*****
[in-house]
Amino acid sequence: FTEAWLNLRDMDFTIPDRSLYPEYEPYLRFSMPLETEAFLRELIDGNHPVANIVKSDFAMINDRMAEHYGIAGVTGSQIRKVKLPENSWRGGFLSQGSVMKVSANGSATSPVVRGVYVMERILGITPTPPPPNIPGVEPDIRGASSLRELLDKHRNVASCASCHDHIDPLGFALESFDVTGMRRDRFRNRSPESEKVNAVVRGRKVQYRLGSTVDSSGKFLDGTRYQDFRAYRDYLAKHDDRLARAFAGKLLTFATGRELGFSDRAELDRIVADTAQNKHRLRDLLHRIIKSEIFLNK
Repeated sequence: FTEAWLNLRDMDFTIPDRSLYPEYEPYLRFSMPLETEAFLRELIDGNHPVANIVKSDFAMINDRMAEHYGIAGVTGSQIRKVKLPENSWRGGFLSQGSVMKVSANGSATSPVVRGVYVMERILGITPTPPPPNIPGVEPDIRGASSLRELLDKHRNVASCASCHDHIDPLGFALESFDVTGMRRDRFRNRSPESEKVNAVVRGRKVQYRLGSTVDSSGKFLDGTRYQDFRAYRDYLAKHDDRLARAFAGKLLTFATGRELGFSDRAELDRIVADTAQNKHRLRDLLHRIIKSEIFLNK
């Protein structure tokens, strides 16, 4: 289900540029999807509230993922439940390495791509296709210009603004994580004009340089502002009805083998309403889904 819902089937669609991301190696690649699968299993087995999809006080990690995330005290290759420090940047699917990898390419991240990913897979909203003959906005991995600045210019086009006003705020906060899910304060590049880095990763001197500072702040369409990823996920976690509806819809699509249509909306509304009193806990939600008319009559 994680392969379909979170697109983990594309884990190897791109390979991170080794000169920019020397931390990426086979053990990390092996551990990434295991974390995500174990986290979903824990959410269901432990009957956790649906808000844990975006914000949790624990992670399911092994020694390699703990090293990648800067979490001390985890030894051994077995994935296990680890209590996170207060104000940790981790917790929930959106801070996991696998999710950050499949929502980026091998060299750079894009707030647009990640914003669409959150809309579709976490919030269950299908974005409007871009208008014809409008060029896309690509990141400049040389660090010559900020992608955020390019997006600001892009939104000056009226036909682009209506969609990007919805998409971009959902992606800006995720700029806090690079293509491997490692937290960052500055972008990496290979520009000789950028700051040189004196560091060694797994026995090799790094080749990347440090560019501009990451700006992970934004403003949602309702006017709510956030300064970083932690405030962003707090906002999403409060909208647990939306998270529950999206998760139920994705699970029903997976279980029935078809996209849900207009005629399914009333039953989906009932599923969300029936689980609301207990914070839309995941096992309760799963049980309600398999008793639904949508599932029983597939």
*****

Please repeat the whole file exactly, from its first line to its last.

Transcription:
[in-house]
Amino acid sequence: FTEAWLNLRDMDFTIPDRSLYPEYEPYLRFSMPLETEAFLRELIDGNHPVANIVKSDFAMINDRMAEHYGIAGVTGSQIRKVKLPENSWRGGFLSQGSVMKVSANGSATSPVVRGVYVMERILGITPTPPPPNIPGVEPDIRGASSLRELLDKHRNVASCASCHDHIDPLGFALESFDVTGMRRDRFRNRSPESEKVNAVVRGRKVQYRLGSTVDSSGKFLDGTRYQDFRAYRDYLAKHDDRLARAFAGKLLTFATGRELGFSDRAELDRIVADTAQNKHRLRDLLHRIIKSEIFLNK
Repeated sequence: FTEAWLNLRDMDFTIPDRSLYPEYEPYLRFSMPLETEAFLRELIDGNHPVANIVKSDFAMINDRMAEHYGIAGVTGSQIRKVKLPENSWRGGFLSQGSVMKVSANGSATSPVVRGVYVMERILGITPTPPPPNIPGVEPDIRGASSLRELLDKHRNVASCASCHDHIDPLGFALESFDVTGMRRDRFRNRSPESEKVNAVVRGRKVQYRLGSTVDSSGKFLDGTRYQDFRAYRDYLAKHDDRLARAFAGKLLTFATGRELGFSDRAELDRIVADTAQNKHRLRDLLHRIIKSEIFLNK
């Protein structure tokens, strides 16, 4: 289900540029999807509230993922439940390495791509296709210009603004994580004009340089502002009805083998309403889904 819902089937669609991301190696690649699968299993087995999809006080990690995330005290290759420090940047699917990898390419991240990913897979909203003959906005991995600045210019086009006003705020906060899910304060590049880095990763001197500072702040369409990823996920976690509806819809699509249509909306509304009193806990939600008319009559 994680392969379909979170697109983990594309884990190897791109390979991170080794000169920019020397931390990426086979053990990390092996551990990434295991974390995500174990986290979903824990959410269901432990009957956790649906808000844990975006914000949790624990992670399911092994020694390699703990090293990648800067979490001390985890030894051994077995994935296990680890209590996170207060104000940790981790917790929930959106801070996991696998999710950050499949929502980026091998060299750079894009707030647009990640914003669409959150809309579709976490919030269950299908974005409007871009208008014809409008060029896309690509990141400049040389660090010559900020992608955020390019997006600001892009939104000056009226036909682009209506969609990007919805998409971009959902992606800006995720700029806090690079293509491997490692937290960052500055972008990496290979520009000789950028700051040189004196560091060694797994026995090799790094080749990347440090560019501009990451700006992970934004403003949602309702006017709510956030300064970083932690405030962003707090906002999403409060909208647990939306998270529950999206998760139920994705699970029903997976279980029935078809996209849900207009005629399914009333039953989906009932599923969300029936689980609301207990914070839309995941096992309760799963049980309600398999008793639904949508599932029983597939």